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The Cambridge History of English and American Literature in 18 Volumes (1907–21).
Volume IX. From Steele and Addison to Pope and Swift.

VII. Historical and Political Writers

§ 20. Andrew Fletcher of Saltoun; His Political Career and Discourses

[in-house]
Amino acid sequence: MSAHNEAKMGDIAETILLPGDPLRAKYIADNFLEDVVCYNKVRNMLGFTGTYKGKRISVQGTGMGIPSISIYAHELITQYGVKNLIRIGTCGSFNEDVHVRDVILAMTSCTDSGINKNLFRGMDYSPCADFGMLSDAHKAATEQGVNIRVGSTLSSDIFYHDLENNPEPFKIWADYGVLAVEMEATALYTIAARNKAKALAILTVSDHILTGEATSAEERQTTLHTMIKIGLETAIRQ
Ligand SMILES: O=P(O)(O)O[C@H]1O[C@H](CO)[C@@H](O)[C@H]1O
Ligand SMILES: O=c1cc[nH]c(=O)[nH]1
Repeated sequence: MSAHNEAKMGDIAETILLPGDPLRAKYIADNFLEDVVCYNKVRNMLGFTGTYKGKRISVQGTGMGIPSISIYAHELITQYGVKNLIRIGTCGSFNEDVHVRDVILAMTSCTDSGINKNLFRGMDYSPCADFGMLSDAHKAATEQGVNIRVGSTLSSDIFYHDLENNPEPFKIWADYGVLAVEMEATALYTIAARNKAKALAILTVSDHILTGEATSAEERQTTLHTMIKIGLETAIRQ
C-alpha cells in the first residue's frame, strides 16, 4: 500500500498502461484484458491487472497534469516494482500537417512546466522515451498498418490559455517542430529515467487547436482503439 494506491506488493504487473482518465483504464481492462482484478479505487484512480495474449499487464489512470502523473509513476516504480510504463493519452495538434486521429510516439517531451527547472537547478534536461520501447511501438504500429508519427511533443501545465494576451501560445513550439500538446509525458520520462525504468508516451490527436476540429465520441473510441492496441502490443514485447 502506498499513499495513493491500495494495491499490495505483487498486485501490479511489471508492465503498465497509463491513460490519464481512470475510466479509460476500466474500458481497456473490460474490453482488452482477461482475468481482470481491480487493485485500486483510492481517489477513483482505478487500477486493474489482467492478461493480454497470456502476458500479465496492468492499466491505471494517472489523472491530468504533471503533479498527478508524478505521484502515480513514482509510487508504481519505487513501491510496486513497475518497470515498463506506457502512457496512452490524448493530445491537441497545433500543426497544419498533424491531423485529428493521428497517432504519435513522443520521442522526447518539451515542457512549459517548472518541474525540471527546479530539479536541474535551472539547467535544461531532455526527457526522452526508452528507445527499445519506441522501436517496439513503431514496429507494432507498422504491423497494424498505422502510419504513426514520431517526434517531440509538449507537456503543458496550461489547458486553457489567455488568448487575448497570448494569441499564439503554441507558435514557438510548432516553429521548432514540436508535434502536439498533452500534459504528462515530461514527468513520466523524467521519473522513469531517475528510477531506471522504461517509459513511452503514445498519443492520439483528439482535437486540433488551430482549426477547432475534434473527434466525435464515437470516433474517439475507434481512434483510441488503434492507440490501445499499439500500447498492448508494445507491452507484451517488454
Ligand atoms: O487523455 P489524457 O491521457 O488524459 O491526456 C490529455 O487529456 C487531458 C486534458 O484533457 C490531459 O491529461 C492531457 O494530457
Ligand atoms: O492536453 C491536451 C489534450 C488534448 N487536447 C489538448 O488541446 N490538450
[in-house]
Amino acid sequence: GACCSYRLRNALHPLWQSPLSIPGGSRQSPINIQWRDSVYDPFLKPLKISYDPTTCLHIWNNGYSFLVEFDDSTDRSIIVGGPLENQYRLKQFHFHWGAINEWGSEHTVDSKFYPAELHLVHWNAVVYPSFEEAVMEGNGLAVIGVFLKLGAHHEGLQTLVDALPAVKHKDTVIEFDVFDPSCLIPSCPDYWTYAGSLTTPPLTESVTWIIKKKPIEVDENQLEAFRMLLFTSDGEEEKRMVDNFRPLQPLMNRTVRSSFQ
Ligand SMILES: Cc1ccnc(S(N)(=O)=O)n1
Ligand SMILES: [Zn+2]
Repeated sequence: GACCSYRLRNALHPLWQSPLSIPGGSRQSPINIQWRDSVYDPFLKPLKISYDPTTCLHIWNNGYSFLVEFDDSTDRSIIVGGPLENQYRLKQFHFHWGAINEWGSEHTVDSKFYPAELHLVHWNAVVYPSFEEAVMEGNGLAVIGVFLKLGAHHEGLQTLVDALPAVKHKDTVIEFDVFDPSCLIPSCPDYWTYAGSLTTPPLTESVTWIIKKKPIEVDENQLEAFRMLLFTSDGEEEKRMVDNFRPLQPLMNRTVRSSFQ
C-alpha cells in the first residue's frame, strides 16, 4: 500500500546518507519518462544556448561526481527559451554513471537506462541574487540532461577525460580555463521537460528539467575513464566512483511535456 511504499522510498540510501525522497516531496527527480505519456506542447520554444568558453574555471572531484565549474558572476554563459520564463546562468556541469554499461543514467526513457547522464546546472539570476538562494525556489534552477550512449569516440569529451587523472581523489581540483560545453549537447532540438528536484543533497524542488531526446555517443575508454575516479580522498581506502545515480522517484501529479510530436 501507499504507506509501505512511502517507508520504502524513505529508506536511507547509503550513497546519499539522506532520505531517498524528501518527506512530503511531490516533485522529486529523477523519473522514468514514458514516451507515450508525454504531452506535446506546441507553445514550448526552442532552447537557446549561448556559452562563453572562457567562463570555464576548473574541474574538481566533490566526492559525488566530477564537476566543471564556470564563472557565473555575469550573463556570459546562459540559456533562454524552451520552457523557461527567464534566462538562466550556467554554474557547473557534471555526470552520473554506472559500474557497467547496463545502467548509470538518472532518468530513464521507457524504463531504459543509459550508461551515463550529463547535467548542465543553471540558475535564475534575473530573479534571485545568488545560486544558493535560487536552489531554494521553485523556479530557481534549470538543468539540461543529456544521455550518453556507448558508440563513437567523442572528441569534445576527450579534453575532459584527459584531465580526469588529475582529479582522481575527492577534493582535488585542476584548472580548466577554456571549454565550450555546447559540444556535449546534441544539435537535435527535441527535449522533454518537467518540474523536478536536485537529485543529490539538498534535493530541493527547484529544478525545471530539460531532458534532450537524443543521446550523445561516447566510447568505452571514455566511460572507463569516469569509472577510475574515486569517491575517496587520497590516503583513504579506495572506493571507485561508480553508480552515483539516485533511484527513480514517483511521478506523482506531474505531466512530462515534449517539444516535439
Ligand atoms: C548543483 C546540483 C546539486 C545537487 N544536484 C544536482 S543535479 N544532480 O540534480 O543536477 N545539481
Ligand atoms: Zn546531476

A place of his own among the political writers of the close of the seventeenth and beginning of the eighteenth century must be assigned to Andrew Fletcher of Saltoun. Though his public life was entirely associated with Scotland and its affairs, his political speculations took a wider range, and exhibit that cosmopolitanism which has for centuries been a distinctive mark of his nationality. Of his training, in his early years, at the hand of Burnet, mention has already been made; after this he travelled and acquired a knowledge of French, as well as of Italian so far as to compose and publish a treatise in that tongue. In 1678, he was sent as one of the members for his native Haddingtonshire to the convention of estates summoned for the purpose of supplying money for the maintenance of the soldiery employed for the suppression of presbyterian conventicles; but he joined the opposition to this and other ecclesiastical measures of the government, incurring thereby the implacable enmity of James duke of York. In the end he made his way to Holland, and, though he accompanied Monmouth to England in 1685, did not return to Scotland till the time of the revolution. The second chapter in his political career culminated in the Darien expedition, of which he was a primary promoter; and it was about this time (1698) that he first appeared as a political writer. A Discourse of Government with relation to Militias, published at Edinburgh in 1698, is thoroughly characteristic of the writer, who, plunging into the midst of the war of pamphlets on the question of standing armies which raged after the peace of Ryswyk, was ready with a complete plan for rendering unnecessary the dangerous expedient of a standing mercenary force. The people must be trained to the use of arms on a carefully planned system but for the purpose of defence only; for the sea is the only empire naturally belonging to Britain. In the same year—clearly in the autumn—Fletcher wrote Two Discourses on the affairs of Scotland, shortly after (2nd of July) the Darien expedition had failed. On the fostering of the new colony, the writer declares, depended the whole future of Scotland, cruelly impoverished partly through her own fault, and partly because of the removal of the seat of her government to London. After provision has been made for the colony, thought must be taken of the stricken country at home; and it is in the second of these Discourses that Fletcher prescribes the drastic remedy of domestic slavery—especially for the population of the Highlands, for which, it must be observed, he entertained great contempt. A little earlier in the same year was written his Italian discourse on Spanish affairs, apparently suggested by the first Partition Treaty. The Speech upon the State of the Nation (1701)—which was probably never delivered—deals with the second of these treatises, as completing the establishment of Bourbon ascendancy—it “is like an alarum bell rung over all Europe. Pray God it may not prove to you a passing-bell.” In the heated debates of the Scottish parliament of 1703 Fletcher took a leading part, preparing a bill of Security which would have very narrowly limited the royal authority in Scotland, and, when this was dropped, joining in the refusal of supplies. At least one speech and one pamphlet of this period attributed to him are spurious; but he completed, at the end of 1703, a short piece called An Account of a Conversation concerning a Right Regulation of Government for the Common Good of Mankind, which reports, with much vivacity and aptness, “from London” to the marquis of Montrose and other Scots lords a dialogue on the relations between England and Scotland, held in the earl of Cromartie’s lodgings at Whitehall. Scene, personalities and subject are treated very attractively; the conclusion is that, not an incorporating union, but a federal union is the desideratum for keeping the three kingdoms together. The style of this letter is admirable, and approaches the best English prose style of the age at a time when there was little of performance or even of pretension in Scottish prose. Here is to be found “the famous saying,” attributed to “a very wise man,” that, “if a man were permitted to make all the ballads, he need not care who should make the laws of a nation.”